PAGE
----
After a terribly embarrassing episode of climbing the sacred Shatrunjay mountain of Palitana, Gujarat that involved me throwing up at a couple of places and crying hysterically at one point followed by poor attempts at hiding its aftereffects such as inability to move limbs, I declared to myself that I was not a pilgrim material.
But it hardly mattered what I told myself to retain my self respect because it turned out that it was the easier one of the two sacred mountains from the trip – the other one being the mighty Girnar mountain. I had a buffer time of a couple of days between the climbs to get back on my feet (literally). I prayed to all the Gods I knew to save me from further embarrassment in front of my new family. We had been married for just nine months then and it was my first trip with my family. The last thing I wanted was to look like a joke in front of them.
Junagadh and Girnar were last ones on our itinerary. We stayed in a Jain dharamshala (A pilgrim’s guesthouse) at the base of the mountain. This area was bustling with Hindu and Jain pilgrims. We spent most of the evenings here soaking in the hypnotic surroundings filled with resonating temple bells and smoke from incenses and holy fires lit across various tiny temples and shrines. In our guesthouse we met a lady who was staying there since a long time to perform some arduous religious procedures at the Jain temples on the mountain. She suggested us to reach the temples before the ‘Prakshal‘ (a ceremony when the Gods are bathed ritualistically with water, milk etc). According to her, that was one experience that one should not miss while visiting these temples. Taking her suggestion into account and time required to climb approximately 4000 steps to the temples, we started our hike around 5 AM in the morning. The mountain itself was shielding us from the sun light and the stairs were lined with a fairly dense green cover which made the climb much bearable.
We reached the temples well in time (in approx. 3.5 hours) without facing any ugly scenes. Upon reaching the temples, we were greeted with much love, respect and munchies by a temple authority. While my husband and father in law decided to grab a bite, I went inside the main temple only to realize that the Prakshal procedure was already in progress. The priests were slowly pouring holy water mixed with sandalwood, rose petals, milk etc. on the idol, chanting slowly on the beats of nagada (a huge percussion instrument) accompanied by transcendental sound of Shankha. The aroma of burning camphor mixed with sandalwood incenses was piercing through my senses. The whole ambiance was so overwhelming that I couldn’t hold back my tears. I was in a euphoric state. This was a complete surprise because I am not a religious person. But something about the whole process including the music, the mystic smoke and the chanting was so divine that it touched my heart. Little did I know that it was just the beginning of a magical day.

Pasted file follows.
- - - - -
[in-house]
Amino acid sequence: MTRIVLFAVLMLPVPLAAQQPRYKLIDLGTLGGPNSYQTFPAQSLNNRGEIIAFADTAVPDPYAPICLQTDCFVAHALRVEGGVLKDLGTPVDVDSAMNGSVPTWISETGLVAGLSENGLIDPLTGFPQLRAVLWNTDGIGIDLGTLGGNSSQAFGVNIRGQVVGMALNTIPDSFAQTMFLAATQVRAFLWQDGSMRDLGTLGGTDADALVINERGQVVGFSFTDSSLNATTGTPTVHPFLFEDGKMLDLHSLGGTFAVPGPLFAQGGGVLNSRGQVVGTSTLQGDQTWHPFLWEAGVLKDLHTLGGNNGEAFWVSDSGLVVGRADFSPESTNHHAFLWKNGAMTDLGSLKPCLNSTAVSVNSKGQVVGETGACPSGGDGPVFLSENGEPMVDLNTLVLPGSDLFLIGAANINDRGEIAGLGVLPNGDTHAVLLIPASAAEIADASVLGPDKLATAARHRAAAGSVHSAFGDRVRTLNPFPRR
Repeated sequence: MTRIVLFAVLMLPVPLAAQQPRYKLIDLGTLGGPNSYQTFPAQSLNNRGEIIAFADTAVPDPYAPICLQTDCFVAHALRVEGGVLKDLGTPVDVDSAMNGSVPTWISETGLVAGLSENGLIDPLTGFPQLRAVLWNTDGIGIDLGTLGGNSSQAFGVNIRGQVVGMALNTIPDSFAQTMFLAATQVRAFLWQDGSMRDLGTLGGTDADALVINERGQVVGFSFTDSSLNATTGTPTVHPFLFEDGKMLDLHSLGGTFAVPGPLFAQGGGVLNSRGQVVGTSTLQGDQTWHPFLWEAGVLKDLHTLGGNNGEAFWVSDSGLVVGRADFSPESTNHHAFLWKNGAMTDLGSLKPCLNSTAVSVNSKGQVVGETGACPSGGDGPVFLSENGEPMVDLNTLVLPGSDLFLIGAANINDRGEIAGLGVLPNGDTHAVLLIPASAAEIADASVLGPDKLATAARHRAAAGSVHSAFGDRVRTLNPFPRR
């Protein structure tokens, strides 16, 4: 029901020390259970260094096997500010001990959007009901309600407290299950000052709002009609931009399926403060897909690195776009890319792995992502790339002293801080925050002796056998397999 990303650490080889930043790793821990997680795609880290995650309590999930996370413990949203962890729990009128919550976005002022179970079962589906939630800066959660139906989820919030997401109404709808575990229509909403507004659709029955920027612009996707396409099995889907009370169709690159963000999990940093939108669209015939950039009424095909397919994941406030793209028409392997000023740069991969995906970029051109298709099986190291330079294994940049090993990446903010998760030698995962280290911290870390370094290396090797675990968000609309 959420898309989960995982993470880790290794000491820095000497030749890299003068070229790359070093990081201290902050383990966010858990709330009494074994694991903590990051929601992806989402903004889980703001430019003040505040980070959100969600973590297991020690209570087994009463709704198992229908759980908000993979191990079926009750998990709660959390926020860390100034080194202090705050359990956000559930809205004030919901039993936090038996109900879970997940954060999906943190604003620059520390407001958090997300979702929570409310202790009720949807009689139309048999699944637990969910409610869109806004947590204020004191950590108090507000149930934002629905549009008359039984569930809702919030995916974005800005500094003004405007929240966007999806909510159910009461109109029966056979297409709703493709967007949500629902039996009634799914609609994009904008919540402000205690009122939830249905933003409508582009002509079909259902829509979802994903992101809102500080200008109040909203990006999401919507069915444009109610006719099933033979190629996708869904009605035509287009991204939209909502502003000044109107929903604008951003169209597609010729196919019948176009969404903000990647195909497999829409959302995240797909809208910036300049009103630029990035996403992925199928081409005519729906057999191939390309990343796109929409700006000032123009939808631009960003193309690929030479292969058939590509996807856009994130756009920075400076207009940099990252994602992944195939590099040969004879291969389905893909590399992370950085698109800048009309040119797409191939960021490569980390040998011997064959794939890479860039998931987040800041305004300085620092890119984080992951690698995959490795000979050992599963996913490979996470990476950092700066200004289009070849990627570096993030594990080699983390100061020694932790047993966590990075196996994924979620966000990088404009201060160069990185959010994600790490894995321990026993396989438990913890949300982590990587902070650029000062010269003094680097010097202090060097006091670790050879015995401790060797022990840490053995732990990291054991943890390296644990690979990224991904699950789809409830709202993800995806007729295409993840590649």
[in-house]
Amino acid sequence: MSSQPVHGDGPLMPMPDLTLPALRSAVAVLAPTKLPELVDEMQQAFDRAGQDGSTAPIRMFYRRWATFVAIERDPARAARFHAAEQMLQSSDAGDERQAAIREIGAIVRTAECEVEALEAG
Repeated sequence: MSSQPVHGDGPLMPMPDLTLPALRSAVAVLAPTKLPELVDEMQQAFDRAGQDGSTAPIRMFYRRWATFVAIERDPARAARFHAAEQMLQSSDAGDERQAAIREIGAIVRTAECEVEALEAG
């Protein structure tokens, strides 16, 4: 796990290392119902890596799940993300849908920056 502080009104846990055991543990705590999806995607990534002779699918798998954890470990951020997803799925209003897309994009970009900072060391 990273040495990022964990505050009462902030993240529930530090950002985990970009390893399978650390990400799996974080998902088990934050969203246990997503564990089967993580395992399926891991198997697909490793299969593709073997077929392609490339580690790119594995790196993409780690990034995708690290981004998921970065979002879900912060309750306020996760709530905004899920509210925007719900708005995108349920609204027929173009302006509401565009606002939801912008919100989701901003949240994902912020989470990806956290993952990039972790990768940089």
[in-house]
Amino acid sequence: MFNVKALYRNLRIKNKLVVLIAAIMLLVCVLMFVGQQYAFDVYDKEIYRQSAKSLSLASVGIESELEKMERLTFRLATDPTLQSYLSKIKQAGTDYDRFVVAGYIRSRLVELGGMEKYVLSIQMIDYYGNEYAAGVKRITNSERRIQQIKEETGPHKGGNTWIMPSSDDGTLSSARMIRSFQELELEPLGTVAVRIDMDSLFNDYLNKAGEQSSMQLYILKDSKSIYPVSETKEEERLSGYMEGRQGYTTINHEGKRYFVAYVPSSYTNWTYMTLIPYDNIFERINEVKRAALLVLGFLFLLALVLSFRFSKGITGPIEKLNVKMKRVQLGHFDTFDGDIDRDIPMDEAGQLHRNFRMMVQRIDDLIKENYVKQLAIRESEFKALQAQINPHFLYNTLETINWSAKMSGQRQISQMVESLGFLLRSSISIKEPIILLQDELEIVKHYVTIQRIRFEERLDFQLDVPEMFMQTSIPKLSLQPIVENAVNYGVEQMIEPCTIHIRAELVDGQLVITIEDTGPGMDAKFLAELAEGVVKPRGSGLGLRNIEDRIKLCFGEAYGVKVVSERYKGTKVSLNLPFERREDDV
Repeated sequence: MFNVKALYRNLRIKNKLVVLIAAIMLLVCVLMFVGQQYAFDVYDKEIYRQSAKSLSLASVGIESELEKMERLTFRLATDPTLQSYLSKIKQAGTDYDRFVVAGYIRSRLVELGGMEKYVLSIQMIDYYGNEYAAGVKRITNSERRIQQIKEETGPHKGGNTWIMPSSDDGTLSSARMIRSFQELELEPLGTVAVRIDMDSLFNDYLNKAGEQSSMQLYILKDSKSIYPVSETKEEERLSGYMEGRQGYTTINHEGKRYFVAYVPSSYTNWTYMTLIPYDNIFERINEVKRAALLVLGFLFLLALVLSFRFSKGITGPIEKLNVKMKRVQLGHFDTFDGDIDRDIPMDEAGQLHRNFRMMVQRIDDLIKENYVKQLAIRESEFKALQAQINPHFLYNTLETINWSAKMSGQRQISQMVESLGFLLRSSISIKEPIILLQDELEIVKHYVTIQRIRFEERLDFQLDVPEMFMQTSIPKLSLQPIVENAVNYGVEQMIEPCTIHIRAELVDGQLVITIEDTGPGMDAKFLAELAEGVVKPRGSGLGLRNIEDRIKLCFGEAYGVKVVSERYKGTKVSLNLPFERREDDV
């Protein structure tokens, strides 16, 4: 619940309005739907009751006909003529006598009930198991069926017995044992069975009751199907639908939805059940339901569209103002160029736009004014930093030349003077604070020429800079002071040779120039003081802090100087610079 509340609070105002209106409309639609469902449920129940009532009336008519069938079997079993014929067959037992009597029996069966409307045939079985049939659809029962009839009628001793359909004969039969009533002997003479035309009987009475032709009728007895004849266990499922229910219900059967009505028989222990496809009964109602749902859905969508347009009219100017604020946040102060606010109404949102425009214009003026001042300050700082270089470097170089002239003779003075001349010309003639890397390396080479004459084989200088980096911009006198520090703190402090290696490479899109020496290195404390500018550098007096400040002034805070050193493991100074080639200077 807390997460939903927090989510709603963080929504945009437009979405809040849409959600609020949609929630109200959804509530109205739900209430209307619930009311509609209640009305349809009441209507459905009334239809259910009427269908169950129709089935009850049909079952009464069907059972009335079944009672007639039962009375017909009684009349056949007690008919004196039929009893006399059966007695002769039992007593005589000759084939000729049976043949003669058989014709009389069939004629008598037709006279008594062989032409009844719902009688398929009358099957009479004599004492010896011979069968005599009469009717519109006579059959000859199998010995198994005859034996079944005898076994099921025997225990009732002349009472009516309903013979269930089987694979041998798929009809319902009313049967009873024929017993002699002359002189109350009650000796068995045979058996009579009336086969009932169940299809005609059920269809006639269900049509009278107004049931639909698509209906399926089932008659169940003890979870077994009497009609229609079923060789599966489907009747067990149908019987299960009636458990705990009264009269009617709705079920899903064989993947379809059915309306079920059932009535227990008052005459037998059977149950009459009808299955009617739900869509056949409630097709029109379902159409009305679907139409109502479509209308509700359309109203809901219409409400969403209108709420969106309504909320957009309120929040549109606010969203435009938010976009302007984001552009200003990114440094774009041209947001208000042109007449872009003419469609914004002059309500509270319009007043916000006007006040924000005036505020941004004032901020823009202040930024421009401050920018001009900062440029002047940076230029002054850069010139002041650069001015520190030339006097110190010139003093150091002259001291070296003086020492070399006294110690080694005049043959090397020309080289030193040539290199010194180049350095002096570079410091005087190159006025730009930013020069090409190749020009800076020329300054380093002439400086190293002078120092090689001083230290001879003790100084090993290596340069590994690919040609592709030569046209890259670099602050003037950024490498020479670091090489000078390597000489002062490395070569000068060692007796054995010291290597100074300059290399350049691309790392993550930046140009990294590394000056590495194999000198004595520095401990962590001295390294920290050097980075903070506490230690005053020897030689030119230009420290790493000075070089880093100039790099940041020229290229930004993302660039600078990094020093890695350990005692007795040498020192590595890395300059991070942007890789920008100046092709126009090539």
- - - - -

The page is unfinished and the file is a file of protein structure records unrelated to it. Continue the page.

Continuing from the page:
The ancient Jain temples of Girnar are an architectural marvel. Their location, the design of the temples, the intricate carvings – everything about these temple is mind boggling. No amount of photos can do justice to them. One has to visit them to witness their magnificence.
Unfortunately, these beautiful temples are fighting a losing battle against time. Despite their religious importance they are maintained poorly. It really left me heartbroken to see them unappreciated by the pilgrims. The very fact that the God or godliness is not limited to the sanctum is yet to be understood by most of us. The artwork on these temples is nothing short of divine. Only blessed souls could accomplish something so magnificent. So whether you are a believer or not, Girnar jain temples should be on your must visit list if you are visiting Junagadh or anywhere in Saurashtra, Gujarat.
If you enjoyed this post, you may also want to check out Jain architecture : Epitome of discipline and focus